So anyway, here are some cookies. Anyone who has ever had the exquisite pleasure of tasting a Thin Mint—particularly one fresh out of the freezer—knows why their allure eclipses that of all other Girl Scout offerings. Samoas, Tagalongs, and Do-Si-Dos all kneel before their acknowledged ruler. So the Internet teems with attempts to recreate them in all their crispy, minty, chocolate-y goodness. Below is just one attempt, which did not taste all that much like a Thin Mint but was still delicious. I found that I needed more chocolate for the coating than the recipe called for, but be sure to keep the cookies cold until you eat it, because that melty chocolate coating will get all over your fingers and stain your white dining room chairs, dammit.

Homemade Thin Mints

From Baked by an Introvert


For the cookie

  • 2 cups all-purpose flour
  • 1/2 cup dark cocoa powder
  • 1/2 teaspoon salt
  • 1 cup unsalted butter softened
  • 2/3 cup granulated sugar
  • 1 large egg white
  • 1 teaspoon vanilla extract
  • 1/2 teaspoon peppermint extract

For the coating

  • 12 ounces dark or semisweet chocolate, coarsely chopped
  • 1/2 teaspoon vegetable oil
  • 1/4 teaspoon peppermint extract


Make the cookies

  1. In a medium bowl, combine the flour, cocoa powder, and salt. Stir with a whisk; set aside.
  2. Using a stand mixer fitted with the paddle attachment or with a hand-held mixer, beat the butter and sugar together on medium speed until smooth and creamy, about 3 minutes. Beat in the egg white followed by the vanilla and peppermint extract. The dough may appear curdled, this is normal. Gradually add the flour in 3 additions, beating just until incorporated after each one. Scrape down the sides of the bowl as needed.
  3. Divide the dough in half. Working with one half at a time. Place the dough between two pieces of parchment paper and roll it to a 1/4 inch thickness. Leaving the dough in between the parchment paper, transfer it to a baking sheet. It’s okay to stack the slabs of rolled dough. Refrigerate for at least 3 hours or freeze it for 1 hours.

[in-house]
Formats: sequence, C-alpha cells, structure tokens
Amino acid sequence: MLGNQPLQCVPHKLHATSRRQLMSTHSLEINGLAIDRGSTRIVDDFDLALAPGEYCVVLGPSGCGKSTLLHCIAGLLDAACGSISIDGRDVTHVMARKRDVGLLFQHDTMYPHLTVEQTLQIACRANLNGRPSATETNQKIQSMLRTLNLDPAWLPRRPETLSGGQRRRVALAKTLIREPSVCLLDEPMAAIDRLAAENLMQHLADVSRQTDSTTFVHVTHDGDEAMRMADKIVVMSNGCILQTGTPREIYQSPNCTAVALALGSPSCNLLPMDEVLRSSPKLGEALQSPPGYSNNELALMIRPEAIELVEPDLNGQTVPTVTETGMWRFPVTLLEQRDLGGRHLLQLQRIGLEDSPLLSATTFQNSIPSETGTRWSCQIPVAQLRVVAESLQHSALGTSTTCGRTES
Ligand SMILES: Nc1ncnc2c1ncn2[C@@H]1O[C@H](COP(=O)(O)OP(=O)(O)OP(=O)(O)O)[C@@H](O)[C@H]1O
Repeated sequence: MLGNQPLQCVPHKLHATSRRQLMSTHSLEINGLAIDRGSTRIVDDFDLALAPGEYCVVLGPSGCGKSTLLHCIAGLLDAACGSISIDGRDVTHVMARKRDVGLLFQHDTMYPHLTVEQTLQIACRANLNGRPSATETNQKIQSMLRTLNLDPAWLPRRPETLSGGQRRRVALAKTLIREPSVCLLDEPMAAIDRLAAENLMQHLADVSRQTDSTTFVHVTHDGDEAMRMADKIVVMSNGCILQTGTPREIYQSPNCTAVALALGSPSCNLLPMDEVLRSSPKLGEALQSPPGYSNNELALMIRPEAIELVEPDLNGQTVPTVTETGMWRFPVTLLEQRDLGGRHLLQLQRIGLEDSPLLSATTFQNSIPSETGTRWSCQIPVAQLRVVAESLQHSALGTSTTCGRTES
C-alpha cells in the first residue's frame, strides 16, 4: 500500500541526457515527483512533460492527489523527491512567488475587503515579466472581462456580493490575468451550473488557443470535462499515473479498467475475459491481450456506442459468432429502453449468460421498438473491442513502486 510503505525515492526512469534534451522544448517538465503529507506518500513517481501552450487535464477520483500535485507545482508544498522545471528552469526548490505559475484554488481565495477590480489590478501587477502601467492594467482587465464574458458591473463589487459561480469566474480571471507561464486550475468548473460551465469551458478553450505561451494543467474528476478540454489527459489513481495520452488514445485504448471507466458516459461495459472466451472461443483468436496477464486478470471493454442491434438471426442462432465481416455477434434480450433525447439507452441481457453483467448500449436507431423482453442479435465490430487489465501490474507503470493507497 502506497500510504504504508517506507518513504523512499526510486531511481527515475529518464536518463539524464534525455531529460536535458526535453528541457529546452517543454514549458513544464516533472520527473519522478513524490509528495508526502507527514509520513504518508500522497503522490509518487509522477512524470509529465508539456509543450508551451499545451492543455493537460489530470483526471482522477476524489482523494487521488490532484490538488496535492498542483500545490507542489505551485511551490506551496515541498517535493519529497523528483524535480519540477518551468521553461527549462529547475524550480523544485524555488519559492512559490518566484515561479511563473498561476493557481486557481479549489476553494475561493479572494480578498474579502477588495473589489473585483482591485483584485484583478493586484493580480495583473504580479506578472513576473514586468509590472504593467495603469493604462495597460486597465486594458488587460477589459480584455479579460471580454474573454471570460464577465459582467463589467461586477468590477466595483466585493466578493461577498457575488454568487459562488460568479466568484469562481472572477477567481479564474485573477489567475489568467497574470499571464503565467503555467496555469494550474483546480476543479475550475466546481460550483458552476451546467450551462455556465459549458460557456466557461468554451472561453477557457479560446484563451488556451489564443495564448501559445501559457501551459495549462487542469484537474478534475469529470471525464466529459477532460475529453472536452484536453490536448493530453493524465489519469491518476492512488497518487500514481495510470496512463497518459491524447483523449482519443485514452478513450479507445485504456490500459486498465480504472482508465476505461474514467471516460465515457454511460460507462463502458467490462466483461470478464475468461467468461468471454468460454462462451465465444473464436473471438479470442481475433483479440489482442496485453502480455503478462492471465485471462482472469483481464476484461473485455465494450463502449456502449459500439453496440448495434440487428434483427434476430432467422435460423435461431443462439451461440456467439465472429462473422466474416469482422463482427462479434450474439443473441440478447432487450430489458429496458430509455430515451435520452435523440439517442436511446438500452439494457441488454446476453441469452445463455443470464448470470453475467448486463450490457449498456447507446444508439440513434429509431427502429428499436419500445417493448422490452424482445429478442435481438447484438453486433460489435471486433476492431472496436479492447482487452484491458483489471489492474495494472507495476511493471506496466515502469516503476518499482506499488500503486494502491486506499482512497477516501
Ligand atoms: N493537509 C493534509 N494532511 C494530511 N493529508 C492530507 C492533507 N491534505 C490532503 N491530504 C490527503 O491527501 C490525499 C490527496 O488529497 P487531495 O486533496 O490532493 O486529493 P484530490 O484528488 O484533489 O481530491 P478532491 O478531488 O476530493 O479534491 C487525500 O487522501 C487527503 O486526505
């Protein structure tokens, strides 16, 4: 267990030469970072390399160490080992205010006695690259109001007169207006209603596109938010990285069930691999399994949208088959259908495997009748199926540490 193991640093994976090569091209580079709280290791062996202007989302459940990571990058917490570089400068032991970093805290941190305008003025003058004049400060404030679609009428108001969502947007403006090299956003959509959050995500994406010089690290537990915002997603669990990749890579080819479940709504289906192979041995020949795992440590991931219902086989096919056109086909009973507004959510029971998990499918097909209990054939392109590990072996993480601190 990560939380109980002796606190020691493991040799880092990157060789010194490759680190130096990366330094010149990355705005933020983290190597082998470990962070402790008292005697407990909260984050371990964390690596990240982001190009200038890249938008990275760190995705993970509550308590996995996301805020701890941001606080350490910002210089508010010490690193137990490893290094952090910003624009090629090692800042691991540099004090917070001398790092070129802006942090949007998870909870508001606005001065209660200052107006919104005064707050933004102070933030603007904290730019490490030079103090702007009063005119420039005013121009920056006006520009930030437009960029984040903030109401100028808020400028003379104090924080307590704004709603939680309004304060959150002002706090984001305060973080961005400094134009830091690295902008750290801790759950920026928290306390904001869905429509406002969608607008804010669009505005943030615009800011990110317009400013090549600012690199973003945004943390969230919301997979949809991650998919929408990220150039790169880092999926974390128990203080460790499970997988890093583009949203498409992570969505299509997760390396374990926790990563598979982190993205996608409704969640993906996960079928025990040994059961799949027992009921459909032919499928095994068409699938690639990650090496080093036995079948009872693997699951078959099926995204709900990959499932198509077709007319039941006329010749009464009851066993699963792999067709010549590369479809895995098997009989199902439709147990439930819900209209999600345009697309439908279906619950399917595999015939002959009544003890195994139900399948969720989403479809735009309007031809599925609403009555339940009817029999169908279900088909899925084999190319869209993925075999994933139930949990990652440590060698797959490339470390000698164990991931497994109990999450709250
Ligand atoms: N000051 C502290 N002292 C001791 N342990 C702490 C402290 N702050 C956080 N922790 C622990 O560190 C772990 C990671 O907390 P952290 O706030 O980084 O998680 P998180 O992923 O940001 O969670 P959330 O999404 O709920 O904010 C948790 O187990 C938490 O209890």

4. Preheat the oven to 350°F. Line 2 baking sheets with parchment paper.
  5. Working with one disk at a time. Remove the top layer of parchment paper and cut circles with a 2-inch cookie cutter. Place the cookies on the prepared baking sheets about 1 and 1/2 inches apart. Gather the scraps of dough, re-roll and chill to continue cutting and baking.
  6. Bake for 15 to 18 minutes, until the cookies feel firm to the touch. Cool on the baking sheet for 5 minutes before transferring them to a wire rack to cool completely.

Make the coating

  1. Combine the chocolate, oil, and extract in a medium heatproof bowl set over a pot of barely simmering water. Stir continuously until melted and smooth.
  2. Using a fork, dip each cookie into the melted chocolate, turning to coat and tapping off any excess. Place cookies onto a parchment lined baking sheet. Refrigerate the cookies until set, about 10 minutes. Cookies are best when served cold.

Make ahead tip

  1. The dough can be rolled out and kept in the refrigerator for up to 3 days or frozen for up to 2 months. Cut and bake as directed, even straight from the freezer.
  2. Baked (uncoated or coated) cookies will keep for up to 7 days in an airtight container stored in the refrigerator or up to 2 months in the freezer.

Crime and Punishment, Trump Administration Edition / Mint Chocolate Chip Cake


This week’s recipe: Mint Chocolate Chip Cake

In the Gilbert and Sullivan operetta The Mikado, the title character sings a famous song about “let[ting] the punishment fit the crime” when it comes time to sentence criminals. Since we almost all agree (ahem Jeff Sessions) that this country incarcerates too many people, and since at least some members of the Trump administration seem destined for criminal charges, I have taken it upon myself to come up with some punishments that I believe will fit their crimes while leaving almost all of them (ahem Jeff Sessions) out of prison. Here is my very humane endeavor to turn these evil livers into running rivers of harmless merriment. In a few years’ time, we can all hope that the following members of the Trump administration and adjacent will be doing the following:

Donald Trump – middle school janitor making $30,000 a year
Mike Pence– case worker for foster kids in a state where abortion is illegal
Steve Bannon – head of public affairs for the Anti-Defamation League
Reince Priebus – Chief of Staff in the Trump administration, has name changed to “Reince Priebus”
Kellyanne Conway – can keep doing what she’s doing, but only allowed to speak to the deaf
Ivanka Trump – sent to work in a Chinese sweatshop